How Much Does It Cost to Insure a Jeep Wrangler?
Last Updated on March 18, 2023
Jeep Wrangler insurance premiums vary widely based on make, model, trim, and year. However, the average Jeep Wrangler driver in the United States pays around $1,911 per year for full coverage car insurance, according to our research.
You could pay as little as $1,250 per year for Jeep Wrangler car insurance. Or, you could pay over $3,000 per year to insure that same vehicle. It depends on your state, your driving record, and hundreds of other factors.
Keep reading to find out everything you need to know about the cost of insuring a Jeep Wrangler.
Table of Contents:
- Average Jeep Wrangler Insurance Cost
- Factors Impacting the Price of Jeep Wrangler Insurance
- What’s the Best Company for Jeep Wrangler Insurance?
- Why Are Jeep Wranglers More Expensive to Insure?
The Average Jeep Wrangler Driver Pays $1,911 for Auto Insurance
After comparing hundreds of quotes across multiple driver profiles, states, models, and trims, we found the average Jeep Wrangler driver in the United State pays around $1,911 per year for auto insurance.
Some Jeep Wrangler drivers pay significantly more for auto insurance. They might have a more expensive model, live in a more expensive state, or have a poor driving record, for example. A high-risk Jeep Wrangler driver living in Florida, for example, could pay over $3,000 per year for car insurance.
Other Jeep Wrangler drivers pay significantly less for car insurance. A Jeep Wrangler driver in Maine, for example, could pay less than $1,200 per year for full coverage insurance.
In comparison, the average driver in the United States pays around $1,405 per year for full coverage car insurance. The Jeep Wrangler is more expensive to insure than the average vehicle in the United States – which is expected because the Jeep Wrangler has a higher MSRP than the average vehicle.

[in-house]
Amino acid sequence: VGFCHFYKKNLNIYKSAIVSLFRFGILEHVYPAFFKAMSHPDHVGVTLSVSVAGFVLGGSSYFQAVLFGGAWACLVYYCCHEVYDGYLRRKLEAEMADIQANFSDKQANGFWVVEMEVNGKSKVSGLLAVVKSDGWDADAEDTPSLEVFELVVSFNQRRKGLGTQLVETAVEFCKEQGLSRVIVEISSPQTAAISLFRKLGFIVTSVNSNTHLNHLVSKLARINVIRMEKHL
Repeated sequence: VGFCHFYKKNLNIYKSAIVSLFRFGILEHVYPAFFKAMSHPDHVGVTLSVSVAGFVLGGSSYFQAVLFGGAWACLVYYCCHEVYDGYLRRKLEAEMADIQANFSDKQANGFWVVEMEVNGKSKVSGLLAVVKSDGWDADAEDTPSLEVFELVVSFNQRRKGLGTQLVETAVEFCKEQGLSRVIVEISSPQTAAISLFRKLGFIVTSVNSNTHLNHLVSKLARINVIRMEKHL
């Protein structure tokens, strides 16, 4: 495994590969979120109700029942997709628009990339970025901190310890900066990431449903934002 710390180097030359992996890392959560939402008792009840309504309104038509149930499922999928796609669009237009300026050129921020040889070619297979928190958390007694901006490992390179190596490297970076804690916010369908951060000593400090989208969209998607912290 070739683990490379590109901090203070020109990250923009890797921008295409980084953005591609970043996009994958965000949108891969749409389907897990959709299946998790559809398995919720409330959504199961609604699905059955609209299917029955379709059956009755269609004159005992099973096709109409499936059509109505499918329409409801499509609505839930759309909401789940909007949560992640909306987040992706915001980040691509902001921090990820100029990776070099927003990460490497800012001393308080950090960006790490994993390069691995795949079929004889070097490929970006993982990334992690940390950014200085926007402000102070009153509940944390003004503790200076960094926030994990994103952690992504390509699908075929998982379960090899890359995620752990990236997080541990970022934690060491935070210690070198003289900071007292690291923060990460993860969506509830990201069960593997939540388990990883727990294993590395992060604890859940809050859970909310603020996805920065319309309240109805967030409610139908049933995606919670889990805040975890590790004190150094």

Factors Impacting the Price of Jeep Wrangler Insurance
The average Jeep Wrangler driver pays $1,911 per year for car insurance. However, some Jeep Wrangler drivers pay significantly more or less than that amount.
Here are some of the biggest factors insurers consider when calculating Jeep Wrangler insurance:
Driving History: If you have a history of DUIs, at-fault accidents, driving citations, tickets, and other incidents, then you’ll pay more for car insurance than a driver with a clean record. Insurers check your driving record to calculate risk, and most insurers look at your previous 3 to 7 years of driving history to determine accurate insurance premiums.
Vehicle Make, Model, and Value: The more expensive your vehicle is, the more you’ll pay for car insurance. When an insurer agrees to cover your Jeep Wrangler, the insurer agrees to cover the full value of your vehicle minus depreciation. Depending on the age of your Jeep Wrangler, it could have a value anywhere from $5,000 to $50,000.
State Insurance Laws: Some states have low insurance requirements and lax regulation of insurance companies, leading to lower insurance premiums for drivers. Other states have strict insurance requirements, high limits, and strong regulations, which can increase premiums. Drivers in some states pay as little as $1,502 per year, on average, for full coverage Jeep Wrangler insurance, while drivers in other states pay over $3,219 per year, on average.
ZIP Code & Location-Specific Risks: Insurers need to know where you park your car every night. They use this information to calculate location-specific risk. Some ZIP codes have high rates of property crime, for example, while others have high traffic density and high accident rates. The riskier your area is for drivers, the more you’ll pay for Jeep Wrangler insurance.
Insurance Company & Discounts: Most of America’s largest insurers offer competitive prices on Jeep Wrangler insurance. All other things being equal, most insurers keep quotes within 20% to 40% of one another for Jeep Wrangler insurance (aside from USAA, which offers particularly affordable insurance premiums). You’ll also pay different rates for Jeep Wrangler insurance based on discount availability. Some insurers offer a range of discounts to lower premiums by as much as 50%, while others offer few discounts.